Ocean Beach, San Francisco. Panoramic photo courtesy of Wikimedia commons – click to enlarge.

The “Outside Lands” of San Francisco, with Ocean Beach along its western flank, are reputed to be foggy and windswept. In my two months here – typically the foggiest of the year – I’ve found that reputation to be vastly overstated.

The Pacific Ocean from my window. Farallon Islands at center.
The Pacific Ocean from my window. Farallon Islands at center.

And so another new adventure commences…

ocean beach
Looking north from my nearest dune.
ocean beach
Looking south from my nearest dune.

The Ocean is your Mother – let her love and caress you.

— Randy Brown…

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The second time, at swim camp…

The second time, at swim camp…

It’s no hyperbole, just a simple statement of fact, that Jamie Patrick‘s Swim Camp last year changed the course of my life. I returned this year for the “Lake Tahoe Edition” for several reasons, most important of which was to honor the 2012 edition, and the man who organized it, for introducing me to a beautiful new friend.

My very first pair of FINIS Agility paddles

;-)

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Photo by Lynn K.

This year’s swim camp was a hoot, albeit a different sort of hoot. Which was, naturally, a function of both different people and a different environment. Like last year, “swim camp” was a bit of a misnomer. “Camp for people who swim” would be more accurate.

Among this year’s highlights was a swim in Emerald Bay and around its island (the only one in Tahoe, known as Fannette). It couldn’t have been more perfect, save perhaps an earlier jump time to avoid boat traffic. Good lord, what beautiful water, as if from a dream.

emerald bay
Emerald Bay, Lake Tahoe, from the access trail. Unfortunately the boat-hiring tourists like it too.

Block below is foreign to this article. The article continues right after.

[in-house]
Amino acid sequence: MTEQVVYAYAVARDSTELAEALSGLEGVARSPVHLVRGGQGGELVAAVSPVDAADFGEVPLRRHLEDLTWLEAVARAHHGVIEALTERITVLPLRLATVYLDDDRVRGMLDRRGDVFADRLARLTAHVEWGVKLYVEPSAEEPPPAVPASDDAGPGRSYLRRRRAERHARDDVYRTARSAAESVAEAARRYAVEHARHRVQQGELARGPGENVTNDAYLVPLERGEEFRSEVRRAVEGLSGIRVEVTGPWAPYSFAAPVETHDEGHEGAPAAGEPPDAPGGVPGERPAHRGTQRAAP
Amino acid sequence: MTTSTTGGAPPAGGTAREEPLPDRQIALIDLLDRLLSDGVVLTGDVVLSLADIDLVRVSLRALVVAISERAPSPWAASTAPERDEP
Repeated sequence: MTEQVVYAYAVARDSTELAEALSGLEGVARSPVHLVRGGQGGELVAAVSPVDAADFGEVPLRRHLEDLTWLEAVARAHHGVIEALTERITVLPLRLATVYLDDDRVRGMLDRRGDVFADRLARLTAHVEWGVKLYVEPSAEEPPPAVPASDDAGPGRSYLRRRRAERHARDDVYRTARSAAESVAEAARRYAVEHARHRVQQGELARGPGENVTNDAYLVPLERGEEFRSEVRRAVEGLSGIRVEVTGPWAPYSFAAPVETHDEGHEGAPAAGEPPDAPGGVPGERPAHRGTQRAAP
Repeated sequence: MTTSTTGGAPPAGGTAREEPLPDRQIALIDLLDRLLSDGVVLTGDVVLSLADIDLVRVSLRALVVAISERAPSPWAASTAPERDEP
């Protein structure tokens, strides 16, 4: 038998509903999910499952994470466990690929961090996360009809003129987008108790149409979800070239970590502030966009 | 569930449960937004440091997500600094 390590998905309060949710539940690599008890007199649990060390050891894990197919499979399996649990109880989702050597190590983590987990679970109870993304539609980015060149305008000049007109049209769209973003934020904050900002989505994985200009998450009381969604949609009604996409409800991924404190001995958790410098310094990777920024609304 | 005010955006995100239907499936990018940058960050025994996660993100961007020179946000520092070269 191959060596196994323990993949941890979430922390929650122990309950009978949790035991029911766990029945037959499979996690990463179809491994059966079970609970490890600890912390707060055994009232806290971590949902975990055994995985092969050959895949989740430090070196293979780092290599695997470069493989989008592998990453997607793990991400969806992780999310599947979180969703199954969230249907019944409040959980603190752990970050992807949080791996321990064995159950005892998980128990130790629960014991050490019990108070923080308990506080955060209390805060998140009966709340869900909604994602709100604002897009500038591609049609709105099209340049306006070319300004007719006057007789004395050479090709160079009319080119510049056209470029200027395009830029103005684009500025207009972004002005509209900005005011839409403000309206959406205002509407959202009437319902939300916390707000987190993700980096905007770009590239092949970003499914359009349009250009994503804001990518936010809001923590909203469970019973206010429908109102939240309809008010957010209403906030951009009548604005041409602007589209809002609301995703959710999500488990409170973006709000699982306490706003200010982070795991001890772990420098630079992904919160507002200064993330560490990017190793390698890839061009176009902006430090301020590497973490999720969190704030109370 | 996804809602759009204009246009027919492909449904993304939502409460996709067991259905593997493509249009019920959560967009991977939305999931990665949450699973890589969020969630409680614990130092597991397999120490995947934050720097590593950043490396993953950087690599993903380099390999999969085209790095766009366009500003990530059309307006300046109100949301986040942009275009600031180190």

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Sharks Live in the Ocean, Part 2

Sharks Live in the Ocean, Part 2

[Read Part 1]

When we swim in the ocean we share the water with an abundance of other life, some of it larger and toothier than we are. Just because we don’t see them doesn’t mean they’re not there. And just because they’re there doesn’t mean they care about us, or want anything to do with us.

Members of the South End Rowing Club and Dolphin Club, who share a beach on Aquatic Park, San Francisco, were recently reminded of these truths when a three-foot juvenile salmon shark swam into the cove and spent a few minutes cruising around near our docks. Salmon sharks sport a distinctive white underbelly and are sometimes mistaken for juvenile Great Whites. Though adults can grow to 10 feet long, they’re generally not considered a threat to humans.

Some footage taken by South Ender Gary Emich:

[Link to YouTube video]

The shark is behaving oddly and appears disoriented. According to the Pelagic Shark Research Foundation in Santa Cruz, this shark may be suffering from a carnobacterium infection and resulting blindness. The PSRF has received several other reports recently of sharks beaching themselves elsewhere in Northern California.…